Hon Hai, the largest technology manufacturer in the world, which is better known by its trading name Foxconn, revealed to Reuters yesterday that it is developing a low cost smartbook for the huge Chinese market.
The report says Hon Hai will be using ARM chips, but ARM doesn't actually make chips itself. Instead it licenses its designs to other chip makers, who incorporate it into their own chips. So it will be interesting to see which of the many members of the ARM ecosystem Hon Hai is getting its chips from.
Smartbook is the generic name for mini-notebooks that run on very low power chipsets containing designs from UK company ARM, as opposed to Intel Atom, which is ubiquitous in netbooks. The term is being championed by 3G chip giant Qualcomm as the vehicle for its Snapdragon chipset, but other members of the ARM ecosystem like NVIDIA and Freescale seem happy to go along with it.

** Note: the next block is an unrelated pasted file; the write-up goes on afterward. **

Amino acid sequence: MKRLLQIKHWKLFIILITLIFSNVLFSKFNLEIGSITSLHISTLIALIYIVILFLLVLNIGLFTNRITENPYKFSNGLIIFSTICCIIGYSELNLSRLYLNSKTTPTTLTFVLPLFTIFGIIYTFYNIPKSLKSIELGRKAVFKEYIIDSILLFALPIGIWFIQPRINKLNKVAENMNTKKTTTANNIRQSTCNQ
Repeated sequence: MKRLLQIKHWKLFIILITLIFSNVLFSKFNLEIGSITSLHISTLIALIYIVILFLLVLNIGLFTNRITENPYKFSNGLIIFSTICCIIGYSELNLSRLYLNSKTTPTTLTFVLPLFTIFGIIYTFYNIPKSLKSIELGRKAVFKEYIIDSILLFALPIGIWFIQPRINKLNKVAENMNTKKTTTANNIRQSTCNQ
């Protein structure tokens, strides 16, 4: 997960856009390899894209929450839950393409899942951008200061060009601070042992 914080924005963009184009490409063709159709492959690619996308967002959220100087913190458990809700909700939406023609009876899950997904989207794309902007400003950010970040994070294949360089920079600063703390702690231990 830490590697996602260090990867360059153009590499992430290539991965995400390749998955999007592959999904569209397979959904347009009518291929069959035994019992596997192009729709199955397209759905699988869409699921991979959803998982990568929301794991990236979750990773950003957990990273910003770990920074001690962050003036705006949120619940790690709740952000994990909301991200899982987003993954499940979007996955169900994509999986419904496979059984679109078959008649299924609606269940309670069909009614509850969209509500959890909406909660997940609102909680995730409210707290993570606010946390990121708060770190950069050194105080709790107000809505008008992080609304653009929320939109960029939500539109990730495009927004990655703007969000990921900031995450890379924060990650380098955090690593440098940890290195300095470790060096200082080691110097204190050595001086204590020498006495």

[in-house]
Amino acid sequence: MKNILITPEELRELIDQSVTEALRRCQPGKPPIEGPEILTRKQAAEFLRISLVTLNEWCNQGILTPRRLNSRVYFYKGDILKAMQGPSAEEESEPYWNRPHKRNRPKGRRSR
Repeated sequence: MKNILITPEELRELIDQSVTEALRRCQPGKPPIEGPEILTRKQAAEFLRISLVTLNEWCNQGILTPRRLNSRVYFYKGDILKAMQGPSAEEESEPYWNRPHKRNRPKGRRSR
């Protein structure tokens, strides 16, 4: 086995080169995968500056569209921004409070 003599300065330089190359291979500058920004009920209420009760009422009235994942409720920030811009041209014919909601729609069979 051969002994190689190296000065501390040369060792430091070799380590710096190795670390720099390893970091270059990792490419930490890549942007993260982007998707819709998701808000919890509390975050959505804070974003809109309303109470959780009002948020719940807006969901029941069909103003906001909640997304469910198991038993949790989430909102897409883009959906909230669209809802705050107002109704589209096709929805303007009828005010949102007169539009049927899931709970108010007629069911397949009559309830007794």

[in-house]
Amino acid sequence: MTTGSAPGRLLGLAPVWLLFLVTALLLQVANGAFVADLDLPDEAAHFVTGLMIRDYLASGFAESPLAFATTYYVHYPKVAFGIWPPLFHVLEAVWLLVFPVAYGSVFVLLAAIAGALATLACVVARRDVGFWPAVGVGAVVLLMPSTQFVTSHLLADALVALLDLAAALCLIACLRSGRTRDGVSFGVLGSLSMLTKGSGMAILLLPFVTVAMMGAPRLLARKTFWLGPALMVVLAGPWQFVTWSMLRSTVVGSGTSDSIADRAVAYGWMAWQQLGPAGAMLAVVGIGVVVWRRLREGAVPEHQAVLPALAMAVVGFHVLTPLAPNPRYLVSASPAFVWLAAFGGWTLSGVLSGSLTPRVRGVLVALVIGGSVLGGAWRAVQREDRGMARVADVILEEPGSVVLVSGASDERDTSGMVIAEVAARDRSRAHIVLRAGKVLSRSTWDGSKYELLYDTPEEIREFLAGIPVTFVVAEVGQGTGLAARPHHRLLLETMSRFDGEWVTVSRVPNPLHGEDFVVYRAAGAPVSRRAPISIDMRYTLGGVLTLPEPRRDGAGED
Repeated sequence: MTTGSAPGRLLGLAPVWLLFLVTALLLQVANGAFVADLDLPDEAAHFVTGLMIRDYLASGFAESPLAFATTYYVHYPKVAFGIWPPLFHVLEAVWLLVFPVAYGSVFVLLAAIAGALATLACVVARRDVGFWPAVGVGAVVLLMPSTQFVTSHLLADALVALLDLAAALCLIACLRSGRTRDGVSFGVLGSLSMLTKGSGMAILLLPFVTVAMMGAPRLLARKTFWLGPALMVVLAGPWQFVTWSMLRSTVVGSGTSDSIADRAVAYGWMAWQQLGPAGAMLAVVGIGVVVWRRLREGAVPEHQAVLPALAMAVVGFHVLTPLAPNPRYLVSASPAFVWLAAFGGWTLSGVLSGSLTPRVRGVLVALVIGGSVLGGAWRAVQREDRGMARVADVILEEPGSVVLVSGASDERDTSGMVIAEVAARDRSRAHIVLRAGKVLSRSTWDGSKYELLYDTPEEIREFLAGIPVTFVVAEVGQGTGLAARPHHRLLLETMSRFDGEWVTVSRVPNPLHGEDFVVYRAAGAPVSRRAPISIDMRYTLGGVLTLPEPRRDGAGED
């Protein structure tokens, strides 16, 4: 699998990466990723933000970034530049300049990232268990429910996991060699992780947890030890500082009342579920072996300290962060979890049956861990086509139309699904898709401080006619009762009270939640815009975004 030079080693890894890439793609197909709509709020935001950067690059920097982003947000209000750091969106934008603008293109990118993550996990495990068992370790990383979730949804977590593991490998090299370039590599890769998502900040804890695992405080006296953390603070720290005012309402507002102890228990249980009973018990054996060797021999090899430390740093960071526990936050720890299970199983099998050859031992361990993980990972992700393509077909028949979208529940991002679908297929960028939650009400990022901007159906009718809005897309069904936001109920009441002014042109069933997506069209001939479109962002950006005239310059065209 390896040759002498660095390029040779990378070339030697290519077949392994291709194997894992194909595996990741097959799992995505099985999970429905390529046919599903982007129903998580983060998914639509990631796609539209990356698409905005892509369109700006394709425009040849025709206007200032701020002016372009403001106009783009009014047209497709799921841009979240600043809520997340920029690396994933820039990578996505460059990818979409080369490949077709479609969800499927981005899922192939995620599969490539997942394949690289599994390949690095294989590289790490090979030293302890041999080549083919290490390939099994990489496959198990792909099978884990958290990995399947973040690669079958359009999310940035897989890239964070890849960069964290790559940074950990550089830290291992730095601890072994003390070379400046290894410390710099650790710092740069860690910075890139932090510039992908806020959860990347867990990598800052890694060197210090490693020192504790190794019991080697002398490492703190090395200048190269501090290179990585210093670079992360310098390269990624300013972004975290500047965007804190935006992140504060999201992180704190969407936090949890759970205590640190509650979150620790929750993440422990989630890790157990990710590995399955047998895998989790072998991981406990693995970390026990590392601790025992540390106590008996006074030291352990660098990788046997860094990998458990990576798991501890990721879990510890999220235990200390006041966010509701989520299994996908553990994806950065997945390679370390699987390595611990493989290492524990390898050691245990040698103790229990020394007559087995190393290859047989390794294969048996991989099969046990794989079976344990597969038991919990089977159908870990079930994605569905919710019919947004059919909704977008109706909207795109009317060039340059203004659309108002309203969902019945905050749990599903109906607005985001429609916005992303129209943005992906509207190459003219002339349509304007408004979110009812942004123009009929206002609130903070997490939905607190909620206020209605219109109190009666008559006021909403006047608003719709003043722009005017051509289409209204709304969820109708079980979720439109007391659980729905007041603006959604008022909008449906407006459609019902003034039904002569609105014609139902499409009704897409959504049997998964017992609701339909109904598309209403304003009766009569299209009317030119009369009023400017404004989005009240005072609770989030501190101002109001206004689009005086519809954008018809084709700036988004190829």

"We have a few smartbook projects and I think there is demand for these sub-$200 devices," said Young Liu, a special assistant to the Hon Hai CEO, at (cheekily) an Intel event. "We won't be able to make a PC that costs less than $200 if it's running on Intel chips or Windows."
This is probably the kind of market smartbooks will target, at least initially. End-users still expect the full Microsoft experience from any PC-type device (although not, it should be remembered, from smartphones) and they will need a strong reason to try another operating system.
ARM based devices don't use the x86 instruction set and thus can't run full Windows. While ARM is hoping Microsoft will eventually produce an ARM compatible version, for the time being smartbooks will be restricted to variants of the Linux OS. Only by pricing smartbooks significantly below your average netbook can they hope to entice end-users to leave their Windows comfort zone.
UPDATE - 17:00, 9th September 2009:
Several sites are reporting that the codename for these Foxconn smartbooks is ‘Qbook'. Hmmm, we wonder what the ‘Q' stands for...